The slower film traditonally has beter grain; the only thing is you are going to be trading a lot of speed, expecially at night. Remeber that for every "step" of film you go down, you'll need to slightly more than double your exposure time. At night, that can be very significant, in terms of the time that it takes to make your image. A couple of things that I've learned the hard way about night photography:
* Your exposure meter is wrong. I don't care if you have an F5 with RGB Matrix meetering or a N60, your meter will not work right. It will try to make something in the picture 18% gray- be it a light, the moon, or the night sky. The trick is to just try different exposures until you get a feel for what you need for the image that you want. Remember to bracket... one good image of the moon may take 10 shots to get right. (and speaking of imaging the moon- remember that a landscape or architecural photo may take a minute, five minutes or an hour to expose- but a moon shot will probably be in the area of under 15 seconds... take what your exposure meeter says, halve it, and bracket like crazy- two stops over to two stops under)
*Use a good tripod. Your exposure may be 5-10 minutes or longer; a little shake probably won't hurt if there are no lights in the picture. If there is a light in the picture, each shake you will get a trace on the film. If you are shooting a closeup of the moon (and you'll need the equivalent of a 600MM lens for this), each tinny little hint of a shake will be enough to ruin a picture.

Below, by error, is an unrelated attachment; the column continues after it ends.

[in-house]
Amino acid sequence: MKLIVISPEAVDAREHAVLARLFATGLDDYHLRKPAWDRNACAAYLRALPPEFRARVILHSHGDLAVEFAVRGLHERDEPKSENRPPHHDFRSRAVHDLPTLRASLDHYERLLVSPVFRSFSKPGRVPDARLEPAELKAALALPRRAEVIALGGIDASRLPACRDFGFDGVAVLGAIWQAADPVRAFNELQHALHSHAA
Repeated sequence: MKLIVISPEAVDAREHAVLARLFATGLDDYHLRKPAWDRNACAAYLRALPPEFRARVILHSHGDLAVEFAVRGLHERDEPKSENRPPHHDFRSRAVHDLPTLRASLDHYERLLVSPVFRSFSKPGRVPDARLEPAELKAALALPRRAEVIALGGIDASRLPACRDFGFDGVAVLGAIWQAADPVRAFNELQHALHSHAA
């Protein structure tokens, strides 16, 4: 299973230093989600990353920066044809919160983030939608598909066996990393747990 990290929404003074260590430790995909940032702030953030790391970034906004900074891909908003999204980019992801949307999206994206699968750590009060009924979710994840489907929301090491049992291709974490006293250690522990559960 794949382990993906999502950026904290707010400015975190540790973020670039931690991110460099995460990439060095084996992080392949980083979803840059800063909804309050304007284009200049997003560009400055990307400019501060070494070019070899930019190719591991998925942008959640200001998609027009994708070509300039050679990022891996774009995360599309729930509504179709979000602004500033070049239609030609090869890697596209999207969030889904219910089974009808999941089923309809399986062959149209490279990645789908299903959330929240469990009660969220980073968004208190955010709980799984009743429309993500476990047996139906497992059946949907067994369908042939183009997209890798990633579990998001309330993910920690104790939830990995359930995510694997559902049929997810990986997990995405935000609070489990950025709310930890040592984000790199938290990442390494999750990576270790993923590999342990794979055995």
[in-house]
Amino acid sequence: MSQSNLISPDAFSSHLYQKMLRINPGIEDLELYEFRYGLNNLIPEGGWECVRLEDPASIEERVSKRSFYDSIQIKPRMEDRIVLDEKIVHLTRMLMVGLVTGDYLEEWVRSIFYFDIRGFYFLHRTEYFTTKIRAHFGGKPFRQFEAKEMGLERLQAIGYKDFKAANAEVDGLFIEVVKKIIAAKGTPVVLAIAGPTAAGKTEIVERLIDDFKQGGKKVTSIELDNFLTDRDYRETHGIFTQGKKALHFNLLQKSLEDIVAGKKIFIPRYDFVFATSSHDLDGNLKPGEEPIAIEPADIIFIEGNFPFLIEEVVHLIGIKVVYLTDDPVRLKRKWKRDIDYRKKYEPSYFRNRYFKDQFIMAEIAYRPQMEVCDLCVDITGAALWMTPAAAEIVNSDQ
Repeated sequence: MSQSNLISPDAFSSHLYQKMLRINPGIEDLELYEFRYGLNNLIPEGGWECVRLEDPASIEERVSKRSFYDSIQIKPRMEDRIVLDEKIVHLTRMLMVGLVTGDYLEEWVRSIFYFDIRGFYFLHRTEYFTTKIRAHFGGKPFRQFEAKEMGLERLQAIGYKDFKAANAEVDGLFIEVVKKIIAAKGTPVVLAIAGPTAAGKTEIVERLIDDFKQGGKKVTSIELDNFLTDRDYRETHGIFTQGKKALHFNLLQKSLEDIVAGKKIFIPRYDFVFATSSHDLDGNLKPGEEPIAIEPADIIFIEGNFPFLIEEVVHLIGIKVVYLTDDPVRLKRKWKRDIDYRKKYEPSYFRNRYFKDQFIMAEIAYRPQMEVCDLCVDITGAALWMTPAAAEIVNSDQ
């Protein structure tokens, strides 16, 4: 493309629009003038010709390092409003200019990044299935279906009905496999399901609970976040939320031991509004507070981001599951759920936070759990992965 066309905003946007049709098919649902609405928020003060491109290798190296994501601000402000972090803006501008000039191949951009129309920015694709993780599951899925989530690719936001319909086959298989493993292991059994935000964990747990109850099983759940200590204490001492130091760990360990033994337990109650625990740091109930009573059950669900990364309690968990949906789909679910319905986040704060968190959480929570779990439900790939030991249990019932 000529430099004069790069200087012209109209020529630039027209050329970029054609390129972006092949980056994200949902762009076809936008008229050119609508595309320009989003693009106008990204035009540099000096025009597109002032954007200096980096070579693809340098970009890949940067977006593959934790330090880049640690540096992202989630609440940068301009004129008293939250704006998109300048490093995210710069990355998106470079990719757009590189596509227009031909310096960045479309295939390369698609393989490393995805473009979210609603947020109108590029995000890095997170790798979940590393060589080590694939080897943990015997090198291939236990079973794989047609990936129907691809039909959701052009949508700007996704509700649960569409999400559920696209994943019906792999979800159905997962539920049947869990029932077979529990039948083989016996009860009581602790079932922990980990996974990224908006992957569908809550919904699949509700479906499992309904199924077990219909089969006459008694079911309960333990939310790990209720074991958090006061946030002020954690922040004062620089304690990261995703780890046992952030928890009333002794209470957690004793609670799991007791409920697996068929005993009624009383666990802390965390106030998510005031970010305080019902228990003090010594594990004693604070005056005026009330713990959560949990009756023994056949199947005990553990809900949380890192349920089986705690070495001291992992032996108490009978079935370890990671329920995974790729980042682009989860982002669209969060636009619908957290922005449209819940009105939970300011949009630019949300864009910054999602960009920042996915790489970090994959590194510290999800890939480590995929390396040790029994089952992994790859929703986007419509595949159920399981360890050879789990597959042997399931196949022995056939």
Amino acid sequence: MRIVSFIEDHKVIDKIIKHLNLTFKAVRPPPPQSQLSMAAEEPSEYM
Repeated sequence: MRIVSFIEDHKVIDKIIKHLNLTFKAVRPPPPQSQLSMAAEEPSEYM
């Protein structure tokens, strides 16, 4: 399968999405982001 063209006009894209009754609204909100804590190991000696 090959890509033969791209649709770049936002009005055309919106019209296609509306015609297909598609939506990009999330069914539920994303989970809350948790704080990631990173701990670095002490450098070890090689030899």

*Use the time-delay if your exposure is under a minute. This way, you can have your hand away from the camera before the shutter goes up. If it's over a minute, be sure to gently, carefully, gingerly press the button if you have to. If you have a camera that will accept any kind of remote, use it instead.
*Don't even try to hand-hold at night . Even with 1600 speed film.
*The earth rotates. I know this sounds silly, and obvious, but it causes any stars in your picture to leave trails if your exposure is more than ten minutes or so. This can be a good thing, but you will need to remember it.
*Flare can be a problem- even at night. It's even worse, though, because you probably can't see it in your viewfinder. (it may be so faint that it takes five minutes to burn it into the film).
*Remember to under-expose your film if you want the lights to "pop" out; this will darken the suroundings.
*Remeber that film gets "tired" as it goes along... not that you're going to be calculating exact exposure anyway, but that the last 15 minutes of an expose captures less light than the first 15. And don't sweat it if you are off on an exposure by less than about 5%... if you are aiming for an hour exposure, an hour and thirty seconds won't really be any different.
Remeber that I'm just starting on this, too. The bad part is, expecially during the winter, this is habit forming. Your photography will improve as you go, but your sleep will suffer .